Bow hunting is a fast growing global sport. Many people have moved from to bow hunting from rifle hunting over the years and if you happen to pick a compound bow, you’ll actually understand why.
A lot of first time compound bows buyers go by what they are told at the shop. However, there are a certain steps to look at when buying high quality compound bows.
Number one, always check the brand name. With all the different types of successful archery companies there it’s good to look at best bows brand.
The second selection is “how fast is the bow?” Checking IBO speed on every single bow you look at. Try to find something 300 FPS or above. IBO means the international bow hunter’s organization tested the bow.
Don’t think that you will be shooting the same speed as the IBO. A general rule of thumb is that for each inch, you gain or lose 10 fps. So since IBO bows are tested at 30″ inch draw length and you’re shooting a compound bows at 27″ in draw length, expecting to lose around 30 fps from draw length.
The other determining factor for speed is the draw weight. Since IBO speeds are tested at 70# pounds, or if the bow does not come in 70# pounds, it is tested at the highest speed possible for that bow, then expecting to lose 2fps per pound. So if your bow was tested by IBO or AMO at 70 pounds and you shoot a bow on 64 pounds, expecting to lose about 12 fps in addition to the draw and arrow length.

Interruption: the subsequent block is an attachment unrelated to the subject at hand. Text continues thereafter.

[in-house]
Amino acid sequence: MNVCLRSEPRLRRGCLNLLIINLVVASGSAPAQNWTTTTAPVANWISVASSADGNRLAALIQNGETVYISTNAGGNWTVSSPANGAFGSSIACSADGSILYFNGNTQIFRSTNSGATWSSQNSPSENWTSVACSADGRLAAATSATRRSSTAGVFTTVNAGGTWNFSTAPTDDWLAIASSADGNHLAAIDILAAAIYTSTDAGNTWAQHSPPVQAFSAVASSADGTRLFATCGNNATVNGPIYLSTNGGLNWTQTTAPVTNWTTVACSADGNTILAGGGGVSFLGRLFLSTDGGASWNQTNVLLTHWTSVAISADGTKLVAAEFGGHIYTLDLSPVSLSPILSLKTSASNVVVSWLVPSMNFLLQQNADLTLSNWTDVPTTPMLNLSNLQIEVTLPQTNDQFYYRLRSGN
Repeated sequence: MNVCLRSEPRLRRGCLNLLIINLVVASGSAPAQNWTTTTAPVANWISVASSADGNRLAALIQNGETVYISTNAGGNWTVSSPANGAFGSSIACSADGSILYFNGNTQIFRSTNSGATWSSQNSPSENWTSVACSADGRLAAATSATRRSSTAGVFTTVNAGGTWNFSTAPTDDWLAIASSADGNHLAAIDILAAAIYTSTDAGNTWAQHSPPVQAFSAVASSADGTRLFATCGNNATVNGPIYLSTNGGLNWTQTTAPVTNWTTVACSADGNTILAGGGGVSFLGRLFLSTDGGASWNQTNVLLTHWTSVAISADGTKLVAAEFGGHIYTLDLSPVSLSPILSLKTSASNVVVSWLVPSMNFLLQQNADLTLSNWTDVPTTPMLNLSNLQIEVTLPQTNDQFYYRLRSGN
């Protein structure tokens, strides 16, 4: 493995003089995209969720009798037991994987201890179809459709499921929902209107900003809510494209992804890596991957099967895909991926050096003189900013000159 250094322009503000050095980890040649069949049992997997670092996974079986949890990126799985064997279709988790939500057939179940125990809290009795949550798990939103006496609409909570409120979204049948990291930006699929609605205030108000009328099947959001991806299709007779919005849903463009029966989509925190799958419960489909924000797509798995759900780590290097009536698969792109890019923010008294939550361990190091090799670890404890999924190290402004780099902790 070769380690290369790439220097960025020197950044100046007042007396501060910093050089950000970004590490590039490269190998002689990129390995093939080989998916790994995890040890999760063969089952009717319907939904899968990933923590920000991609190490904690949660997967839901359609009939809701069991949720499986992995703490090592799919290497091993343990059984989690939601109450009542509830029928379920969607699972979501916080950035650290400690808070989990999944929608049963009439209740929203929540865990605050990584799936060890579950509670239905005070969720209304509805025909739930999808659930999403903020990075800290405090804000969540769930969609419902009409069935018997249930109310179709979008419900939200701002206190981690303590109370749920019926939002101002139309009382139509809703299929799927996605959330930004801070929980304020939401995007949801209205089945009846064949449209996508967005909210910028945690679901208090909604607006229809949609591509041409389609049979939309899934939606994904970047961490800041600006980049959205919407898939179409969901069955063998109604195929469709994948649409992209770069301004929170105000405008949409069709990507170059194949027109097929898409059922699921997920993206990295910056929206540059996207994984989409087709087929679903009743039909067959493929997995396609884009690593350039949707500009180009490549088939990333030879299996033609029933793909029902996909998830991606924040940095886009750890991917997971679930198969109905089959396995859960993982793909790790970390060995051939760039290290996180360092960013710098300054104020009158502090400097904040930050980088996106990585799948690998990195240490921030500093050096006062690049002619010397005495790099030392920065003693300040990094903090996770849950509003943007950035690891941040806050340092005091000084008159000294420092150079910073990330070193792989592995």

The next determining factor for buying a compound bows for an inexperienced archer is often the most under looked and that is the brace height. Brace height is the distance from handle grip top to the bow string. If you want high forgiveness compound bows, then you’ll want to shoot compound bows with height of 7 inches or greater. Anything below 7 inches is not forgiving of a lot of form errors and should only be used by experienced archers.
The next factor will be you’re axle to axle. If you’re a tree-stand hunter, you might require lower axle to axle bow, usually 32 inches or less. A hunter on the ground needs, perhaps better axle to axle is better for you. Low axle to axles is better for going under tree branches, carrying, space, but also has its downfalls. One of those downfalls are long range accuracy. If you’re shooting a low axle to axle bow, usually the least most accurate long distances it will be, but then again, not all of us are long distance shooters. I prefer to stick with axle to axles of 32″ inches or greater, but is once again, a preference.
The final factor that should be looked into is the let-off. 80% is an excellent choice. “Let off” means after you reach a certain point of draw length, how much of the weight is taking off your pulling to assure you to stick with your anchor point for a longer time. The higher the let-off %, the longer you will comfortably hold your compound bow at maximum.